There aren’t many reporters like Brown left at the big papers. She’s a blue-collar reporter, who knows how to dig for a story and interview people. It’s why she won the trust of Epstein’s many young victims. It’s probably also why Brown was rejected by the NYT and Washington Post, who have stacked their newsrooms with Ivy League grads who do most of their reporting on their cellphones or in Georgetown cafes. Brown was living paycheck to payday loan down in Miami and she has just an innate connection to working-class people that she worried about the fate of the cashier at the PayDay Loan company after it too went bust.
+ Is it any wonder that the US turned out the way it did?
+ The film is Fritz Lang’s Fury from 1936, his first in Hollywood. It’s loosely based on the case of a real lynching of a black man in California, which the producer Joseph Mankiewicz read about in a story Norman Krasna wrote in The Nation. Fritz Lang’s insistence that the part be played by a black actor was nixed by the studio, as was the lynching itself. (Fury has a “happy ending,” that almost completely undermines the film’s previous 86 minutes.) Instead the role went to a young Spencer Tracy, who is nearly burned to death by a white mob, which becomes convinced through rumor, prejudice and gossip he’s a member of an Irish gang. One of the early scenes takes place in a barber shop, two fully lathered men are talking while they’re being shaved.
Man: “And let me tell you something, professor. If you young geniuses keep filling our kids’ heads with radical ideas we parents will have to get a law.”
Professor: “You can’t pass a law that denies the right to say what one believes…in peacetime anyway.”
Man: “Who says so?”
Professor: “The Constitution of the United States.”
Man: “I don’t believe it!”
Barber 1: “You should read it sometime. You’d be surprised.”
Barber 2: “That’s enough of that talk now, Sven.”
Barber 1: “I had to read it to become an American. You never had to because you were born here.”
+ I was stunned and deeply saddened to learn of the death of Black Agenda Report editor Glen Ford, a consistent voice of sanity and resolve in an era of societal madness and political delusion. Glen was a fighter for economic, environmental and racial justice and he didn’t waver when the threat changed parties. In fact, he doubled down when Obama came into power, knowing that Obama was a more efficient manager of empire than Bush and thus even more of a long-term threat. He was fierce to his opponents, kind and generous to his friends. He thought us new ways to fight and will leave a void that will never be filled.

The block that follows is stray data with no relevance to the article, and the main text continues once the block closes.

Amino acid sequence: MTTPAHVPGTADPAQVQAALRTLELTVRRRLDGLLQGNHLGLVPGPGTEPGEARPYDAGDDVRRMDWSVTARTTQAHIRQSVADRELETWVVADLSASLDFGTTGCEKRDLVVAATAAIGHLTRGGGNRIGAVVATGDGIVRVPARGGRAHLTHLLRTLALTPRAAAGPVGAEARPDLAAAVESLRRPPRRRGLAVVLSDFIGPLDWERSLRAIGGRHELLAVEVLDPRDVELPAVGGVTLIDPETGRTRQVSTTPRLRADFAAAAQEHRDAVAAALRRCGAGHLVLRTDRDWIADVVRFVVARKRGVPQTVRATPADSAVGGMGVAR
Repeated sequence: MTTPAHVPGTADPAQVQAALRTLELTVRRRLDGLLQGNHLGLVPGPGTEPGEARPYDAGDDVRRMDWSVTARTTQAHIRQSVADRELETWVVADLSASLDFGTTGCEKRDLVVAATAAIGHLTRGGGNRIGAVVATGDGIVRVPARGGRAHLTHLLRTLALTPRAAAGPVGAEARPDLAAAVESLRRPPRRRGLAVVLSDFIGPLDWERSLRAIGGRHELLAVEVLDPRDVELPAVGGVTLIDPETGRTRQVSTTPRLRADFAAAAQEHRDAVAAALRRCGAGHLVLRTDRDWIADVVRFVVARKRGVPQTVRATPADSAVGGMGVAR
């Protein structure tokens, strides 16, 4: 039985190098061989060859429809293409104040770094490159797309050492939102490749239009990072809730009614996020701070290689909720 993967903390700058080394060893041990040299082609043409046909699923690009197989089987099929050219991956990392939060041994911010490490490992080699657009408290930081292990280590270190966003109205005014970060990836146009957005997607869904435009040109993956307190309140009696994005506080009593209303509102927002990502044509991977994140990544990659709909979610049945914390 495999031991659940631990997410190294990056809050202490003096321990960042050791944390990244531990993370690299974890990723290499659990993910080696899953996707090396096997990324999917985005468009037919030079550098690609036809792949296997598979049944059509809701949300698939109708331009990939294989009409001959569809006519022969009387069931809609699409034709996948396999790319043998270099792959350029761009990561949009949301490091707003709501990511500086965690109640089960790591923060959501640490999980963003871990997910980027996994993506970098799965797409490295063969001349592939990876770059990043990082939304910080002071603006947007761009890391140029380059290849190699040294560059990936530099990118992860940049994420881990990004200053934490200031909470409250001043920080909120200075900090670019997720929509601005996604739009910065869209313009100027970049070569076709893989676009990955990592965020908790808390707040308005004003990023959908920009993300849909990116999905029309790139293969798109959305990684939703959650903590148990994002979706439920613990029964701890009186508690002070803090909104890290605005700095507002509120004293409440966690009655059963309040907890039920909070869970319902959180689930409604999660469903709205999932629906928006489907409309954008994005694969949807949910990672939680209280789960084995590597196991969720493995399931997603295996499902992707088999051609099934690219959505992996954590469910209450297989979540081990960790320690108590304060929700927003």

+ At the risk of sounding like Mike “My Pillow” Lindell, let me say that this week’s CounterPunch + pays for itself with two stories that will help you improve your financial condition–ruinous as it may be–and salvage what’s left of your sanity. First, Steve Remer makes a slam-dunk case for why we should nationalize the banks, then philosopher Brad Evans explains the psychological benefits you’ll reap once you unplug from Twitter, based on his own uplifting experience. A mere $25 a year is your passport to, if not the Promise Land, at least happier hunting grounds.
They’re Drinkin’ in Some Cross-Town Bar…
What I’m reading this week…
The Great Adaptation: Climate, Capitalism and Catastrophe
by Romain Felli
Translated by David Broder
This is Your Mind on Plants
Canary in the Coal Mine: a Forgotten Rural Community and a Hidden Epidemic
William Cook, MD
What I’m listening to this week…
Downhill From Everywhere
Mayan Space Station
Unhappiness as Progress
“Mankind today is still making history without having any conscious idea of what it really wants or under what conditions it would stop being unhappy; in fact what it is doing seems to be making itself more unhappy and calling that unhappiness progress.”
(Norman O. Brown, Life Against Death: The Psychoanalytical Meaning of History)